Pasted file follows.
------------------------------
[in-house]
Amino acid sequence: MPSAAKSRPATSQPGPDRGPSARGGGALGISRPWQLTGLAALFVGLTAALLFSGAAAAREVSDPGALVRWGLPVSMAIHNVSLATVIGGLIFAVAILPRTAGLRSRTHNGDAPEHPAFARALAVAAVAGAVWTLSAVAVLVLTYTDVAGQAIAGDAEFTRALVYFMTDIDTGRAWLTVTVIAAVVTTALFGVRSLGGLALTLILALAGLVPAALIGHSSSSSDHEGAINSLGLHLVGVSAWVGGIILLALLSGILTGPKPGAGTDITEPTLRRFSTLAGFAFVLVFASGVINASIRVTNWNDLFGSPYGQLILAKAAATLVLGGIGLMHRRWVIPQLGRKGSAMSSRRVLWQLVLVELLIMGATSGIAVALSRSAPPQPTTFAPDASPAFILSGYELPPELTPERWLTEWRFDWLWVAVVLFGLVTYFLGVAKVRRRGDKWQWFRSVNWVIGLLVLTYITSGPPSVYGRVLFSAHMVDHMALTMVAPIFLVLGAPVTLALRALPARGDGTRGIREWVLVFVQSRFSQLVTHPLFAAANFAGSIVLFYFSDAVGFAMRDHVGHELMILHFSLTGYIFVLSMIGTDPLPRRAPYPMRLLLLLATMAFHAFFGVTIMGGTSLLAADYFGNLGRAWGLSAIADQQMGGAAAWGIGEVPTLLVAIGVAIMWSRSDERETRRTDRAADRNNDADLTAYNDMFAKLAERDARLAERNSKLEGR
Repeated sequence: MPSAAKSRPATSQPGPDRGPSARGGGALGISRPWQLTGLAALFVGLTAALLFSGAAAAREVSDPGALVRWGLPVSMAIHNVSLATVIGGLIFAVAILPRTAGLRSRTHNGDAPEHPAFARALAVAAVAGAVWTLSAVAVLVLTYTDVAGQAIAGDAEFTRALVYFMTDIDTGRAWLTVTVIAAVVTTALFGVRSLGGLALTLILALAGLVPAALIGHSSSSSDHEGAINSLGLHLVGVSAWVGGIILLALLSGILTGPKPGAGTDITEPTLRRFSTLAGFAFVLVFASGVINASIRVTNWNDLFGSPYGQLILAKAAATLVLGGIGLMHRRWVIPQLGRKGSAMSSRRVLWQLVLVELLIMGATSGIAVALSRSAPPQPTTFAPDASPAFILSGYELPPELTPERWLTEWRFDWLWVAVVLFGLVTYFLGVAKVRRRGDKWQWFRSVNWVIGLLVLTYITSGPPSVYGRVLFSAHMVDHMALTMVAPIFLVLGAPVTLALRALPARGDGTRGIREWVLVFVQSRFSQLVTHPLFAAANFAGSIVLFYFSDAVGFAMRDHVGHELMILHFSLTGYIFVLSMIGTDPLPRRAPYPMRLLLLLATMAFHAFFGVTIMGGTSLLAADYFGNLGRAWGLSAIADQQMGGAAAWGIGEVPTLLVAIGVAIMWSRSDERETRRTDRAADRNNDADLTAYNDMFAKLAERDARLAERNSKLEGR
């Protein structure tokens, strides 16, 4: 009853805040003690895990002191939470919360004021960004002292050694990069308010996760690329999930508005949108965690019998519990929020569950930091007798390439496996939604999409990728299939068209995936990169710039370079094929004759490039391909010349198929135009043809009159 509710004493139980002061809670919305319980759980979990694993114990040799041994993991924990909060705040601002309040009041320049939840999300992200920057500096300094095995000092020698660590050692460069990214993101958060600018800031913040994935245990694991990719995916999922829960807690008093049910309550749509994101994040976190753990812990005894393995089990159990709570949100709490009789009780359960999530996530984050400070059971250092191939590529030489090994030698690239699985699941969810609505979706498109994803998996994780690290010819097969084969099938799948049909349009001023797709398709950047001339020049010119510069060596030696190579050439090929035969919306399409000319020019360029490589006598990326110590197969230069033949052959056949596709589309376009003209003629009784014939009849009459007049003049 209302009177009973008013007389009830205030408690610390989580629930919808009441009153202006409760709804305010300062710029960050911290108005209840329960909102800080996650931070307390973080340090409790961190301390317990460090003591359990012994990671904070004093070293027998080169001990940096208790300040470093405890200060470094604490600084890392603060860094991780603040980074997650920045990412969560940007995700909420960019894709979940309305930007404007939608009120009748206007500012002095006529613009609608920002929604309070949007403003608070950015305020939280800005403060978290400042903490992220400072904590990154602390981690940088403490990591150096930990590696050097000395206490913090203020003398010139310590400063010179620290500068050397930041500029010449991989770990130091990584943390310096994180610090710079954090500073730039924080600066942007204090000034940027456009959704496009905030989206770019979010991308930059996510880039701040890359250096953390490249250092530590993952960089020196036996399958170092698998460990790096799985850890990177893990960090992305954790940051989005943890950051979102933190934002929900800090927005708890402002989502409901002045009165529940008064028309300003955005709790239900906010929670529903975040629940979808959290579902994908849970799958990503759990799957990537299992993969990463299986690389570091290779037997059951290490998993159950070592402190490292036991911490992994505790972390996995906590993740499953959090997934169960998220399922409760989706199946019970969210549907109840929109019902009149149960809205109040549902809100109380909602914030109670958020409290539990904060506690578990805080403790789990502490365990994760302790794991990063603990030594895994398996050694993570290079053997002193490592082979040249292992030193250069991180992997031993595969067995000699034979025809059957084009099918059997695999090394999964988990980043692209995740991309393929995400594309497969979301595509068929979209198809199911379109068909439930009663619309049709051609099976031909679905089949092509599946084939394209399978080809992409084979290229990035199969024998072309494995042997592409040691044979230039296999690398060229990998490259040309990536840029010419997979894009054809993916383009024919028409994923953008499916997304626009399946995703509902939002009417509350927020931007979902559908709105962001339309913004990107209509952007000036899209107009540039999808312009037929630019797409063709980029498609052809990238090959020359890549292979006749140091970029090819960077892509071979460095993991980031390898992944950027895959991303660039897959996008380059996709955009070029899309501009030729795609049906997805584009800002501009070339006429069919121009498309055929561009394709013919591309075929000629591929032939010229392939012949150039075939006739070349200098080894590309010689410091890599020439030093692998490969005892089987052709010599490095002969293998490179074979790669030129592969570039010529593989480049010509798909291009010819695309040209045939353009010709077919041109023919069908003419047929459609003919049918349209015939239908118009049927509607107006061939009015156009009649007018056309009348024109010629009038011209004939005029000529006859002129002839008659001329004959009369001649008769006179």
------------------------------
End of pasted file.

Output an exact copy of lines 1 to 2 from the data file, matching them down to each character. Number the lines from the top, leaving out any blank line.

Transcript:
[in-house]
Amino acid sequence: MPSAAKSRPATSQPGPDRGPSARGGGALGISRPWQLTGLAALFVGLTAALLFSGAAAAREVSDPGALVRWGLPVSMAIHNVSLATVIGGLIFAVAILPRTAGLRSRTHNGDAPEHPAFARALAVAAVAGAVWTLSAVAVLVLTYTDVAGQAIAGDAEFTRALVYFMTDIDTGRAWLTVTVIAAVVTTALFGVRSLGGLALTLILALAGLVPAALIGHSSSSSDHEGAINSLGLHLVGVSAWVGGIILLALLSGILTGPKPGAGTDITEPTLRRFSTLAGFAFVLVFASGVINASIRVTNWNDLFGSPYGQLILAKAAATLVLGGIGLMHRRWVIPQLGRKGSAMSSRRVLWQLVLVELLIMGATSGIAVALSRSAPPQPTTFAPDASPAFILSGYELPPELTPERWLTEWRFDWLWVAVVLFGLVTYFLGVAKVRRRGDKWQWFRSVNWVIGLLVLTYITSGPPSVYGRVLFSAHMVDHMALTMVAPIFLVLGAPVTLALRALPARGDGTRGIREWVLVFVQSRFSQLVTHPLFAAANFAGSIVLFYFSDAVGFAMRDHVGHELMILHFSLTGYIFVLSMIGTDPLPRRAPYPMRLLLLLATMAFHAFFGVTIMGGTSLLAADYFGNLGRAWGLSAIADQQMGGAAAWGIGEVPTLLVAIGVAIMWSRSDERETRRTDRAADRNNDADLTAYNDMFAKLAERDARLAERNSKLEGR